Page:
## Issues regarding the implementation of integrator in GMSK modulator

Started by 2 months ago●10 replies●latest reply 1 week ago●126 viewsThis block works for me and seems to match what is in the communication block. It will do GMSK and GFSK.

First is the FIR to provide the shaping of a raw bit and interpolation. Next is a simple unipolar to bipolar conversion. Then the modulation gain with is the modulation index/(2 * samples_per_symbol). Next is the phase accumulator. Note this is scaled so that 1 = 2*pi. Also note the modulus function so that the phase is always in the range of [0,1). Next is the gain by 2*pi and the sin/cos lookup. The output from this block is baseband modulation so it must be interpolated and rotated up to your final IF frequency.

%Init code for the mask:

ph_init = ph_off/(2*pi); % Initial phase

Ts = Tb/sps; % Sample time (seconds)

t = linspace(-span/2,span/2,(sps*span+1));

alpha = sqrt(log(2)/2)/(bt);

h = exp(-(t*pi/alpha).^2);

h = h./sum(h); % FIR filter taps

Thank you so much for the great response, I really appreciate it. I also found the masking technique in simulink through your response only and found it very convenient.

I have implemented gmsk modulator with reference to your response and also tried with the implementation of gmsk demodulator. In demodulator, since the phase of the modulated signal needs to be extracted since the information is encoded in phase changes between symbols, I made use of a differential discriminator for that purpose using the multipliers and delay units. And then used a switch to provide a threshold level to get the output in binary. The below shown is the rough draft of the blocks. But however, I'm not getting a good value during error rate calculation. If possible, could you provide an insight on where I went wrong.

In the below shown figure, I and Q are the given inputs.

gmsk_demod.png

There isn't a figure in your response.

I will also say that demod of continuous phase modulation is a difficult problem. At least it is for me. I put together a few blocks tinkering with methods for burst demod. The receiver needs to get a close estimate of frequency, phase, and timing sync and start of packet in the preamble. These need to be close enough to be able to track with PLLs during the rest of the packet RX.

I could do some of these with various methods but the full solution would be to sample the whole packet and then post process. Not something I can do with a very modest FPGA.

I couldn't crack it and didn't find anyone who was able/willing help out so I gave up.

Also turns out that the class of IOT devices I am working with widely support GFSK so I used this as the lowest common denominator.

This type of receiver is much simpler. It finds the average frequency offset in the preamble by averaging. It also uses cross-correlation to find the center of the data eye. Then track the timing in the rest of the packet.

BTW, if you sign up for the DSP Online Conference there is a presentation from a couple of years ago that does a wonderful job covering timing synchronization in a receiver.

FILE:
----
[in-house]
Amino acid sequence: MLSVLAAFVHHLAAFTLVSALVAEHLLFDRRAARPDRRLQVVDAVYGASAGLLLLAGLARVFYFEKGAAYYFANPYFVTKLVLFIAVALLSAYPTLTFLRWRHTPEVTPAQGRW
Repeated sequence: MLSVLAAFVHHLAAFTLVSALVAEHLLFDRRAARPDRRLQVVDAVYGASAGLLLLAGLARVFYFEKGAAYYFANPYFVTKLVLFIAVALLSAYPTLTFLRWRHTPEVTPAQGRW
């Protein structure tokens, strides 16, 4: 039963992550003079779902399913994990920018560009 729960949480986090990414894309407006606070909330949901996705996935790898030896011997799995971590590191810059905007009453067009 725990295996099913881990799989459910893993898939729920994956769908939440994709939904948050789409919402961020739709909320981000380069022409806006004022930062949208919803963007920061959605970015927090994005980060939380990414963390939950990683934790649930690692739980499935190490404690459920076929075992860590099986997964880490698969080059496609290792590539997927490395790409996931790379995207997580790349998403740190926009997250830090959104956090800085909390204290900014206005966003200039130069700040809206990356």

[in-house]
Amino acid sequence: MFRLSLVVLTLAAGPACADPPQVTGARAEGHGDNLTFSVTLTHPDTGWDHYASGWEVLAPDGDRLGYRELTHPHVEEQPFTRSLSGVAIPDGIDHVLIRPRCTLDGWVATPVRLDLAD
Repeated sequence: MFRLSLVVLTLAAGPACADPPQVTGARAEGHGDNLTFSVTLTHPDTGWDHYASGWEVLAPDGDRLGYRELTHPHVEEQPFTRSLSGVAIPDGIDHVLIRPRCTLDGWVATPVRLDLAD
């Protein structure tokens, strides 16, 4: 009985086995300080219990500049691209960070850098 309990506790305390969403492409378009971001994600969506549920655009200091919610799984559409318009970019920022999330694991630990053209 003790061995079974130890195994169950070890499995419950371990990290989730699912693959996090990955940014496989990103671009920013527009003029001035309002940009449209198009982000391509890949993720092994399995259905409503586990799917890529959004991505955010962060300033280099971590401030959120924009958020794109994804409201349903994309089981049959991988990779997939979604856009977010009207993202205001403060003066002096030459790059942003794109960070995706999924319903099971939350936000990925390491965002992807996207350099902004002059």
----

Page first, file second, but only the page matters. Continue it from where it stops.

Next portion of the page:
Hope some of this helps.

Mark Napier

Sure, this was helpful. Will check out the conference presentation.

Also, I've added the figure as an image, I hope it is visible now.

Hi, I used a discrete FIR filter and then added the coefficients from the gaussdesign function in its parameters. But when I check out the scope, there is a delay occurring after filter block. And I think this delay is leading to not getting proper error rate after demodulation. Is there any other way to design a Gaussian filter? Could you please give some suggestions.

Just time align the two signals(input/output) that you check for errors by adding delayed copy of input equal to output delay

In this figure, input 1 is bernoulli binary, in 2 is sin and 3 is cos.

Thanks for your reply. I have done that at the end of demodulator in the second figure. But not getting proper error rate, it's in range of 0.4. Can anything be done in the initial part of gaussian filter to avoid delay? If image is not clear, I've attached the corresponding file as well.

A Gaussian filter is an FIR filter so delay is unavoidable in a causal implementation. The length is odd so there is a midpoint that is in the center and that you can take as the delay length. For example, if length(h) = 21 then the equivalent delay of the filter is 11. A delay of Z^(-11) should line up with the output of the filter. This is after you have up-sampled your bit stream at the same rate as the up-sampling FIR filter. Likely nearest neighbor.

Also, you will need some kind of bit slicer to do the error check. That will be in the center of your data eye. BTW the scope trace you shared doesn't show much in the way of shaping on the output trace. I would think at a minimum of 4 samples per bit (or symbol) the trace should be smoother.

Thank you for your response. I have added the delay portion after the gaussian filter, but the output is coming out as earlier. And yes, the samples per symbol value is given as 1, that is why the filtering is very less, so need to increase it as you suggested. I just gave it for simulation purpose.

And regarding the bit slicer, I am getting the demodulated output in the form of binary, but data is not correct. So, in that case, do I need to use a bit slicer? I am getting the output as shown below.

Also, I correlated the output of final gmsk modulated wave with that of the output of ideal gmsk modulated wave, and this is the output I got. There are issues within the gmsk modulated wave, so that can also be the reason for not getting proper error rate after demodulation, right? Could you please suggest the possible issues/solutions within the above model?

Frankly I don't see that you are following a correct GMSK modulator design.

Try read this pdf before going for design: